Remarkably, gross debt-financing flows have driven the expansion of gross capital flows. Figure 3 demonstrates the composition of gross capital inflows among advanced countries. Portfolio and other investment flows, which mainly reflect banking flows, were extremely volatile in comparison with foreign direct investment (FDI) and equity investment.[3] Thus, it appears from the observations of global financing patterns presented in this section that gross capital flows, particularly gross debt-financing flows, were likely more important than net capital inflows that the global imbalances view draw attention to understanding the global financial crisis in the 2000s.[4]


The majority of gross capital flows were conducted by a handful of large, complex financial institutions (LCFIs) at the center of the global financial system.[5] The process of financial deregulation and consolidations among financial conglomerates spurred a growing convergence between the activities of the banks and the other financial institutions since the 1990s. The development led to the emergence of LCFIs in the U.S. and Europe, which dominate the global financial markets for debt and equity securities, syndicated loans, securitizations, structured-finance products and OTC derivatives.[6] Our analysis will suggest how gross capital flows had expanded in the 2000s, emphasizing the key role of the US dollar, as LCFIs increased their balance sheet on a global scale before the financial crisis.


[2] Bernake [2005], the most prominent proponent of this view, refers to this phenomenon of excess savings as the emergence of the “global saving glut”. The global saving glut consists of excess domestic savings over investments in emerging Asian countries, oil-exporting countries and some advanced countries.

[3] IMF [2011a], p.32.

[4] The U.S. played a central role in the expansion of gross capital flows. Mainstream economists and policymakers argue that the U.S. has been playing the role of “global financial intermediary” in gross capital flows since the latter 1990s. Gourinchas and Rey [2005] point out that the role of the U.S. changes from a ‘world banker’ to a ‘venture capitalist of the world’ since the 1990s. As Milesi-Ferreti, Strobbe, and Tamirisa [2010] analyze, U.S. gross capital inflows and outflows expanded vis-à-vis the euro area and offshore financial centers (OFCs) such as the U.K. and Caribbean offshore financial centers (pp.15-16).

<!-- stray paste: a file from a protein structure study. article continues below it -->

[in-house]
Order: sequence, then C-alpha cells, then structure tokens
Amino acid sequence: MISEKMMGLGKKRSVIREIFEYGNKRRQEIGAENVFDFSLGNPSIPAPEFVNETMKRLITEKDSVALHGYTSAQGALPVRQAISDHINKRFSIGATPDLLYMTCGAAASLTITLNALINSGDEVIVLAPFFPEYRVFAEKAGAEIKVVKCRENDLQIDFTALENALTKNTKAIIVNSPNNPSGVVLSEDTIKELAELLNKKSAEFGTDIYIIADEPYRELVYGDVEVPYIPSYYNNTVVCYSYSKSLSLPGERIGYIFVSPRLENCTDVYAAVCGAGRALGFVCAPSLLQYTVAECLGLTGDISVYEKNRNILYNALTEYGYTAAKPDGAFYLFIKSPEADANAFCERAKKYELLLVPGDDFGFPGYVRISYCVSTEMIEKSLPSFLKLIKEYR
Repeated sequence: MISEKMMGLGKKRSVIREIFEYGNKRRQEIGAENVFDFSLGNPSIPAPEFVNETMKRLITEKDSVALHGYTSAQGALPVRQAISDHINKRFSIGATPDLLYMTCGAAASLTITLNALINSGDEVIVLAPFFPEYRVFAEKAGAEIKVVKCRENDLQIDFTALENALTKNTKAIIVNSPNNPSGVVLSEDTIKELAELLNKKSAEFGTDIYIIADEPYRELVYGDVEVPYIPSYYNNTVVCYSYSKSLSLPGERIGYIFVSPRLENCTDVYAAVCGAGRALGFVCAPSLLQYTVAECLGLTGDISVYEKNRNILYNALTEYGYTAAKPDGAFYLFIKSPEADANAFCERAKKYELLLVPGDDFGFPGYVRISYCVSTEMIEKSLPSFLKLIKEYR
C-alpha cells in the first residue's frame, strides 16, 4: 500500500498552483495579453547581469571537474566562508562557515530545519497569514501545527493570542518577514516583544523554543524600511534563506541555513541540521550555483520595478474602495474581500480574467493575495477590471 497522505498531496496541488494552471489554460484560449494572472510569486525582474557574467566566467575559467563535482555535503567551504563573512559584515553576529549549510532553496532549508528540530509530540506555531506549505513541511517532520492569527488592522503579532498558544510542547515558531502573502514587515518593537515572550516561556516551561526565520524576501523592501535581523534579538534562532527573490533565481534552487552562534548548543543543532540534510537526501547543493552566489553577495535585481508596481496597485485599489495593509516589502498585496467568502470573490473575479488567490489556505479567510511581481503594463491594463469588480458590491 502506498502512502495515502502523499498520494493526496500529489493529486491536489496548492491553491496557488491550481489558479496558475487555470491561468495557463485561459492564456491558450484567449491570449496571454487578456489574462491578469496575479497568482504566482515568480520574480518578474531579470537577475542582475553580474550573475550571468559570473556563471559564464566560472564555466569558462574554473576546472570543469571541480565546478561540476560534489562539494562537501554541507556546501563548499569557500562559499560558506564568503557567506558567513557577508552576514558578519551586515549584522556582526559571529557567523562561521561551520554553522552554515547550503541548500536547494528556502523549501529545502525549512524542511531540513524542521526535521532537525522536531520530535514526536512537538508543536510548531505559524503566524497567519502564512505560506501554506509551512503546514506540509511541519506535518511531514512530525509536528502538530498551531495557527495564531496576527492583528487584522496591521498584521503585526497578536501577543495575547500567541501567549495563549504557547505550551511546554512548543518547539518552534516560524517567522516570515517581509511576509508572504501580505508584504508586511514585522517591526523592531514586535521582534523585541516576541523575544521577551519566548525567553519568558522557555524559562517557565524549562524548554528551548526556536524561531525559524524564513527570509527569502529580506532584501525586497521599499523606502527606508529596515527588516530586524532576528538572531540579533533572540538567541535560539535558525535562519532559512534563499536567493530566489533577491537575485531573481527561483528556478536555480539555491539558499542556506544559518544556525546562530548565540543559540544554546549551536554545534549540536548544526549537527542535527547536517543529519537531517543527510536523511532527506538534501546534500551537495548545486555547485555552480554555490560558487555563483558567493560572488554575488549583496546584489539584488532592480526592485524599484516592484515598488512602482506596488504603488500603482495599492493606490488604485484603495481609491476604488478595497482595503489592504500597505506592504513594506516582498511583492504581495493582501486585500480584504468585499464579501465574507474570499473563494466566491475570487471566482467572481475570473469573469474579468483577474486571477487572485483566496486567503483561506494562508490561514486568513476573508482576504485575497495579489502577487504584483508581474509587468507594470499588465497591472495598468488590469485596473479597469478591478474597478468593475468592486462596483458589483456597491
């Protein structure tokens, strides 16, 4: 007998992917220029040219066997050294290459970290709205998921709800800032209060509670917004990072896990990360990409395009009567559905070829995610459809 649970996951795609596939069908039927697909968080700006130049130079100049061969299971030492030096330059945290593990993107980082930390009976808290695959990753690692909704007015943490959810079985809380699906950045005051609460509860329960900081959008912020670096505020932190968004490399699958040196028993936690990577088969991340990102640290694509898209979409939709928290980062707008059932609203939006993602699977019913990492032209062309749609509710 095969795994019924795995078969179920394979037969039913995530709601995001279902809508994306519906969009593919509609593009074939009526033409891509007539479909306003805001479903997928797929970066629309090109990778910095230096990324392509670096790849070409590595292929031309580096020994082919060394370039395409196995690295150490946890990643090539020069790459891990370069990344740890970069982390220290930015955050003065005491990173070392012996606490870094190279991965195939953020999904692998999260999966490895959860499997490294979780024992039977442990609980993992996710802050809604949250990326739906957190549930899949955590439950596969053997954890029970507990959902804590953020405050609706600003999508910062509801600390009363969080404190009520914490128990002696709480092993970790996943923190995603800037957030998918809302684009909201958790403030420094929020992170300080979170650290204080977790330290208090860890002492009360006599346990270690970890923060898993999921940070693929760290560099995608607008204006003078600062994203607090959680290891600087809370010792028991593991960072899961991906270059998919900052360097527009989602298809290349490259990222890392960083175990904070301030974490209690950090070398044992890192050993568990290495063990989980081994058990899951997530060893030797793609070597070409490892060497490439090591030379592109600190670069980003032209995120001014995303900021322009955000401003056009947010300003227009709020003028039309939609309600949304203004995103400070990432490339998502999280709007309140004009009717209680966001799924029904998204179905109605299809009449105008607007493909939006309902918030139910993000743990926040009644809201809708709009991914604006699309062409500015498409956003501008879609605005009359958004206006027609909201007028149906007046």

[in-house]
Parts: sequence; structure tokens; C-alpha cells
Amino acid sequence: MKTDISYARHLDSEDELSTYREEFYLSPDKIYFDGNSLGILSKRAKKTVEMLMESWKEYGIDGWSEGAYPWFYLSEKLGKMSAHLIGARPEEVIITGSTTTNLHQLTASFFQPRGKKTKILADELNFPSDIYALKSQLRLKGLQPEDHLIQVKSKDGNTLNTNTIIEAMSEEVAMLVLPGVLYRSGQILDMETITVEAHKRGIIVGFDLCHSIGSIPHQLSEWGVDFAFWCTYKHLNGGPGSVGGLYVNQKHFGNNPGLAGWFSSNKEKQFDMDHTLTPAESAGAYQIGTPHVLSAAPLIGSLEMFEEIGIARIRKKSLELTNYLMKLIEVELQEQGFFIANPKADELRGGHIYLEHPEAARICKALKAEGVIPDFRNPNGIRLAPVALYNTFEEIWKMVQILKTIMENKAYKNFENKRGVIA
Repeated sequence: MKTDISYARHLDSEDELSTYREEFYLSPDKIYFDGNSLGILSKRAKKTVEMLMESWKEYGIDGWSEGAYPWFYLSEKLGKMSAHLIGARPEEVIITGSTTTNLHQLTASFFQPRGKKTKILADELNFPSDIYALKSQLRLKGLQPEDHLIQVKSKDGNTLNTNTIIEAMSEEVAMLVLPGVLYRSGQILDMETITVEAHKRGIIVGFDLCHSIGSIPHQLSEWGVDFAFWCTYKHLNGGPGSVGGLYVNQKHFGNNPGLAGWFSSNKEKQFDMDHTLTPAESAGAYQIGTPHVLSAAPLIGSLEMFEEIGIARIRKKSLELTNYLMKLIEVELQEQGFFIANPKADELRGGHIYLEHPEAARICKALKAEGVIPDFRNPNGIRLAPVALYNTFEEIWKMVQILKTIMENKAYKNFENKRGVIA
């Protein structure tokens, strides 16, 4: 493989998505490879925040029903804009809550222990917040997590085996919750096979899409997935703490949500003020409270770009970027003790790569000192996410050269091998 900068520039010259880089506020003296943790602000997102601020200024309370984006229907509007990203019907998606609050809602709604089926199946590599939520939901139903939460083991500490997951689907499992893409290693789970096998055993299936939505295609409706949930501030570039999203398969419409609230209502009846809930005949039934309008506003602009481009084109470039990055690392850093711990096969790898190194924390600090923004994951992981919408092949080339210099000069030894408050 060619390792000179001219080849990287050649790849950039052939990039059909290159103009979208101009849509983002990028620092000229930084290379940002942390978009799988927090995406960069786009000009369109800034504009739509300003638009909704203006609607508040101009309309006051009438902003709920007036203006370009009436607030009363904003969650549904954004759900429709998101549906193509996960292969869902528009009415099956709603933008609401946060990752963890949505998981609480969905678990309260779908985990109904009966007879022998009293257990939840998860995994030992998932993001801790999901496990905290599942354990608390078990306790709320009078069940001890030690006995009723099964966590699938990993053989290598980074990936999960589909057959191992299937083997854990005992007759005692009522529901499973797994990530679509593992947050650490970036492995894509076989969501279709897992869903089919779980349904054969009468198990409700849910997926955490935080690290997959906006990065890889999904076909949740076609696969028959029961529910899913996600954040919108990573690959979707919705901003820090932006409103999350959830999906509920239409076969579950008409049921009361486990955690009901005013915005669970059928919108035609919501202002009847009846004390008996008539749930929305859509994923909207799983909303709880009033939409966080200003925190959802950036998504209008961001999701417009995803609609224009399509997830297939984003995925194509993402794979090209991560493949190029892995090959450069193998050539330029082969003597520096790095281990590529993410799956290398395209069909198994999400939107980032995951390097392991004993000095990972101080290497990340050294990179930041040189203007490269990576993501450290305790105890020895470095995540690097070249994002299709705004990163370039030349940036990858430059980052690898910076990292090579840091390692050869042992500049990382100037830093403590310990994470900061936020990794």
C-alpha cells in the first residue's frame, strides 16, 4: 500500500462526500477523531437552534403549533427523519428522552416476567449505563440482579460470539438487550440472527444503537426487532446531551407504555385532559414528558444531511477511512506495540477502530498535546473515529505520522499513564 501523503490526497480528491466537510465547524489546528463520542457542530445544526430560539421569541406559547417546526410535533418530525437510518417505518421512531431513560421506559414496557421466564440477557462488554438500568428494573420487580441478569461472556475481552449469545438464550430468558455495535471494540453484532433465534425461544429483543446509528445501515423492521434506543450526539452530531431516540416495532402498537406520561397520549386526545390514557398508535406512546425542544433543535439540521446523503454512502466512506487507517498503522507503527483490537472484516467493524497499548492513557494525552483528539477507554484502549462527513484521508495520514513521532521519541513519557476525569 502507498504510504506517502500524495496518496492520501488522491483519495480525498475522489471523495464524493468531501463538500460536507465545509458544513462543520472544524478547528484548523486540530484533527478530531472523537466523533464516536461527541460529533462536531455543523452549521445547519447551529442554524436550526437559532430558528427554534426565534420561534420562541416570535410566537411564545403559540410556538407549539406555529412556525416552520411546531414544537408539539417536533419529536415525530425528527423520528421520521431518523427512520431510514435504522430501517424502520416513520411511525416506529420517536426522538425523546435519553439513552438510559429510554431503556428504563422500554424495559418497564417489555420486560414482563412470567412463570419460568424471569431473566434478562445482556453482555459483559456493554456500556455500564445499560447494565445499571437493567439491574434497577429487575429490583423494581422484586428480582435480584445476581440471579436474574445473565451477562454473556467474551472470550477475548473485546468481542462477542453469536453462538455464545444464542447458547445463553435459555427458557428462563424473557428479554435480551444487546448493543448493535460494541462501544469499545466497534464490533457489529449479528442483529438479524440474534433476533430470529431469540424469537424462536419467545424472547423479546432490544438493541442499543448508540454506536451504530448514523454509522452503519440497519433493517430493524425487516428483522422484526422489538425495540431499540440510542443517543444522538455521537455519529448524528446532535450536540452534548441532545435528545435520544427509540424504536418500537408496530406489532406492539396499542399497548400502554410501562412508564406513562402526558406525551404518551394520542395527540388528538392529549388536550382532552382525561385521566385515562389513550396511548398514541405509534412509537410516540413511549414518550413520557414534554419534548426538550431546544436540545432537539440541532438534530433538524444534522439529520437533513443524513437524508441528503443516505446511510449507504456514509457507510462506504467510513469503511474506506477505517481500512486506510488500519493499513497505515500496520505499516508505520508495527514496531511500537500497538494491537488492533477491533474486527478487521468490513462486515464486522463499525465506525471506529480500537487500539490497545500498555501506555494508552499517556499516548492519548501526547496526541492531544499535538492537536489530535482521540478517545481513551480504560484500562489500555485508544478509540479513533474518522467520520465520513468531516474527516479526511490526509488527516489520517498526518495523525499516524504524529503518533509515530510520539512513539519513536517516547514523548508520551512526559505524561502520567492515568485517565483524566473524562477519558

[5] IMF [2010b], p.8.

[6] Wilmarth [2009], pp.994-95. By 2007, sixteen large complex financial institutions (LCFIs)—including the four largest U.S. banks (Bank of America, Chase, Citigroup and Wachovia), the five largest U.S. securities firms (Bear Stearns, Goldman, Lehman, Merrill and Morgan Stanley), and seven major foreign universal banks (Credit Suisse, Deutsche, Barclays, RBS, HSBC, BNP Paribas and Societe Generale) collectively dominate the global financial system (Wilmarth [2009], p.994). In addition, FSB [2011] identifies an initial group of “Systemically Important Financial Institutions” (SIFIs), namely 29 global systemically important banks (G-SIBs).

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  1. Dan Kervick

    The mainstream will always choose the explanation that attributes problems to an unpredictable and unique “shock” rather than explanations that see problems as emerging organically from the fundamental nature of capitalist finance.

    1. diptherio

      And all the better if the “shock” can be traced to some far off “emerging market” and thus blamed on the unenlightened habits of third-world residents, rather than looking in the mirror for the source of our problems. “It’s those damnable Asians and their over-savings!” not our fraud-riddled financial system and our addiction to cheap credit (partially, if not largely, driven by insane amounts of economic inequality right here at home).

  2. Moneta

    Savings glut… Imagine that glut if 2/3 of the developed world had actually saved up for retirement! But if everyone had saved up, maybe GDP would have been smaller… but then wait, savings would have not occurred because of lower income… LOL!

    Our world leaders are oblivious to their contradictions.

    Our debt is not generating GDP. We’ve created a system where everyone’s goal is becoming a rentier and living off other workers.

    1. susan the other

      So how did this imbalance accumulate? “Slowly at first and then suddenly?” Just by financing and leverage for 10 years? The Great Financial Credit Bubble. Could any amount of capital investment by corporations have offset any of this? Why doesn’t capitalism address the danger of geometric expansion when credit goes exponential …

  3. TimR

    This is fairly readable, speaking as a regular civilian, but I have to admit it’s hard to be sure what exactly is included in the net vs. gross charts. I think I get the gist of the author’s point, just find the charts a little opaque.

  4. PMBurton

    the imbalances meme is usually yoked to the “need for safe assets” meme of Caballero and Gary Gorton and the heroic efforts of Wall St to manufacture these desperately needed safe assets via securitization. Gary Gorton really is an awful AIG-paid hack somewhat on the level of Hubbard in the annals of well-paid hackery/quackery and we really need someone to eviscerate his hackery.

  5. financial matters

    Looks like a very insightful series and looking forward to the remainder.

    I like the emphasis on the credit backed shadow banking system and seems to resonate well with this analysis..

    “”1.2 Summary of the Crisis Response and Consequences: A Review of Findings Presented Last Year